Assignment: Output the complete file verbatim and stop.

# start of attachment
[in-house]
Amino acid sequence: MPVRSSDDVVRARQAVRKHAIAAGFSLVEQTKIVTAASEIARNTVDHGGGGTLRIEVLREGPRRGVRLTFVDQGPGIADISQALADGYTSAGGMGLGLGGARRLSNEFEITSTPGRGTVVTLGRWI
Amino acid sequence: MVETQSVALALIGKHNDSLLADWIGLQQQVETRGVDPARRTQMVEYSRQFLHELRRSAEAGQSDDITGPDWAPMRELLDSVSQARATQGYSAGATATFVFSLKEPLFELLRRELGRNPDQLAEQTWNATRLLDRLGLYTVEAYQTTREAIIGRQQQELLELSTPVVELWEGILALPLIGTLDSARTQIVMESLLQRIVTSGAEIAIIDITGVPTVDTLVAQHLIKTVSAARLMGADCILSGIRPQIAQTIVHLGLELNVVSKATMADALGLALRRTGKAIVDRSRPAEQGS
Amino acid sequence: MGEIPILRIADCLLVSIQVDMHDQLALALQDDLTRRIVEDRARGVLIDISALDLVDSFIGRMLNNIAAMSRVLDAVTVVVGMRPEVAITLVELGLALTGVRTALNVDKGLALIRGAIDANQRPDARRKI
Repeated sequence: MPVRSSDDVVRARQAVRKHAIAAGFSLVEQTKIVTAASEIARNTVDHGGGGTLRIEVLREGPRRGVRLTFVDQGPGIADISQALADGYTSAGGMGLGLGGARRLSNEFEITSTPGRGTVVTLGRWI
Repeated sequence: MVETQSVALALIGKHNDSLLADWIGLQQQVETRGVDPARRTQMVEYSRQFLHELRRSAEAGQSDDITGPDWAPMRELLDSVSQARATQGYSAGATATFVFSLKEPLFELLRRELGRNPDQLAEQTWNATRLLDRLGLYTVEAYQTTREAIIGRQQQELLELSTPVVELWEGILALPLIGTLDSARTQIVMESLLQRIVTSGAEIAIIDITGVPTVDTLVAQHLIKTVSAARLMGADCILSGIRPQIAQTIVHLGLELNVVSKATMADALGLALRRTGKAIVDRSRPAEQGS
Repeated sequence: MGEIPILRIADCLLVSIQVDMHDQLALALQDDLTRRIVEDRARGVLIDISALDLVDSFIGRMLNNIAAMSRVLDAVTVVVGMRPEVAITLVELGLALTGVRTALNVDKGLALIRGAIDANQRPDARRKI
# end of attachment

[in-house]
Amino acid sequence: MPVRSSDDVVRARQAVRKHAIAAGFSLVEQTKIVTAASEIARNTVDHGGGGTLRIEVLREGPRRGVRLTFVDQGPGIADISQALADGYTSAGGMGLGLGGARRLSNEFEITSTPGRGTVVTLGRWI
Amino acid sequence: MVETQSVALALIGKHNDSLLADWIGLQQQVETRGVDPARRTQMVEYSRQFLHELRRSAEAGQSDDITGPDWAPMRELLDSVSQARATQGYSAGATATFVFSLKEPLFELLRRELGRNPDQLAEQTWNATRLLDRLGLYTVEAYQTTREAIIGRQQQELLELSTPVVELWEGILALPLIGTLDSARTQIVMESLLQRIVTSGAEIAIIDITGVPTVDTLVAQHLIKTVSAARLMGADCILSGIRPQIAQTIVHLGLELNVVSKATMADALGLALRRTGKAIVDRSRPAEQGS
Amino acid sequence: MGEIPILRIADCLLVSIQVDMHDQLALALQDDLTRRIVEDRARGVLIDISALDLVDSFIGRMLNNIAAMSRVLDAVTVVVGMRPEVAITLVELGLALTGVRTALNVDKGLALIRGAIDANQRPDARRKI
Repeated sequence: MPVRSSDDVVRARQAVRKHAIAAGFSLVEQTKIVTAASEIARNTVDHGGGGTLRIEVLREGPRRGVRLTFVDQGPGIADISQALADGYTSAGGMGLGLGGARRLSNEFEITSTPGRGTVVTLGRWI
Repeated sequence: MVETQSVALALIGKHNDSLLADWIGLQQQVETRGVDPARRTQMVEYSRQFLHELRRSAEAGQSDDITGPDWAPMRELLDSVSQARATQGYSAGATATFVFSLKEPLFELLRRELGRNPDQLAEQTWNATRLLDRLGLYTVEAYQTTREAIIGRQQQELLELSTPVVELWEGILALPLIGTLDSARTQIVMESLLQRIVTSGAEIAIIDITGVPTVDTLVAQHLIKTVSAARLMGADCILSGIRPQIAQTIVHLGLELNVVSKATMADALGLALRRTGKAIVDRSRPAEQGS
Repeated sequence: MGEIPILRIADCLLVSIQVDMHDQLALALQDDLTRRIVEDRARGVLIDISALDLVDSFIGRMLNNIAAMSRVLDAVTVVVGMRPEVAITLVELGLALTGVRTALNVDKGLALIRGAIDANQRPDARRKI